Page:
The archetypal German banker?
Yes and no. Mr Weber runs Germany's central bank, the inflation-busting Bundesbank, and he regards fiscal prudence and pricestability as sacred. But he can be wonderfully indiscreet.
What do you mean?
Last year, he publicly attacked the European Central Bank for itsstrategy for dealing with the debtcrisis in countries such as Greece. Central bankers are meant to make such comments behind closed doors.
Has he made enemies then?
You bet. Nicolas Sarkozy, the President of France, is said to regard his behaviour as completelyunacceptable. Jean-Claude Trichet, the ECB's president, isn't thought to be too impressed either.
Does he care?
Apparently not. Mr Weber has long been regarded as a candidate tosucceed Mr Trichet, who is due to step down next year. But yesterday, Bundesbank officials let it be known that Mr Weber is likely to get out of central banking next year. If that proves true, it explains why he hasn't been too worried about upsetting those with whom he should have been currying favour for the ECB job.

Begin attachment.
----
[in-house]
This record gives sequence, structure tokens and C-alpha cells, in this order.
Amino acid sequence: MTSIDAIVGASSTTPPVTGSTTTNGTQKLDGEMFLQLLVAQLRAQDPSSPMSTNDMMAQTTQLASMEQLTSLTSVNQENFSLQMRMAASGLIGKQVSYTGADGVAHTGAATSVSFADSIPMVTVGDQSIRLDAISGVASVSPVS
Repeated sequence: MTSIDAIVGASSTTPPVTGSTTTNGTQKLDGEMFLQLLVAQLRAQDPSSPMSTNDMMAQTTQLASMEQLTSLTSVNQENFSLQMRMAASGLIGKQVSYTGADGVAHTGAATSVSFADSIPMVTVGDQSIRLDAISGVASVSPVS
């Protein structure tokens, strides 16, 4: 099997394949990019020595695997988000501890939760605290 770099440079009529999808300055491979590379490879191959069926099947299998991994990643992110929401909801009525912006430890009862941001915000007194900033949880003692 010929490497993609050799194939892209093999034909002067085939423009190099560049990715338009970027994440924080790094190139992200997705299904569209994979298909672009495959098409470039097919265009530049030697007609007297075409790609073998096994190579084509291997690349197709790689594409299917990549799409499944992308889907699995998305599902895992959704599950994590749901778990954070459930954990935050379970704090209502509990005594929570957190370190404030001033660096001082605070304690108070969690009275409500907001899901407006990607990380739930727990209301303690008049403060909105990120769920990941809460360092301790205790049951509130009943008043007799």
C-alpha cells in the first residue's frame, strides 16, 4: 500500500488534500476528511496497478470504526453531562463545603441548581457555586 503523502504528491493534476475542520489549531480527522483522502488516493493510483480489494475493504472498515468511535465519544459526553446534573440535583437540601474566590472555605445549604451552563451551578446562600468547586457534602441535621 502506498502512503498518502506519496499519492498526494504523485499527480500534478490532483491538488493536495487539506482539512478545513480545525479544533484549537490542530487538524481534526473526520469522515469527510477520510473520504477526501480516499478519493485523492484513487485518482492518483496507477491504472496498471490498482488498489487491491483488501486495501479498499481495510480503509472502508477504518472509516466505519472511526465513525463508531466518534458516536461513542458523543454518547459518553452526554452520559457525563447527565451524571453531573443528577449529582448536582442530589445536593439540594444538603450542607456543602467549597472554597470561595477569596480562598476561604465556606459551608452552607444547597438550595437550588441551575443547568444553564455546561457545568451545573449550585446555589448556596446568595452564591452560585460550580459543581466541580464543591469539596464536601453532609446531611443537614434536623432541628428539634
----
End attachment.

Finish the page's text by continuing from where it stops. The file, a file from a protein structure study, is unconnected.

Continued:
What might he do instead?
Those in the know point out that Josef Ackermann, the CEO of Deutsche Bank, is leaving in 2013. Maybe Mr Weber fancies a lucrative move into the private sector.
Is discretion there less vital?
You be the judge. Earlier this week, Mr Ackermann told the world why he thinks there should be more women on company boards. He said they would make the boardroom look "prettier and more colourful".
What does Mr Weber say?
He will be a little less controversial than that. The 53-year-old father of two, never seen in public without his dark hair slicked back, he has spent most of his career in academia, where such sexism is frowned upon.
And what about the ECB job?
With Mr Weber out of the way, the smart money is on Mario Draghi, the Italian central bank chief.Reuse content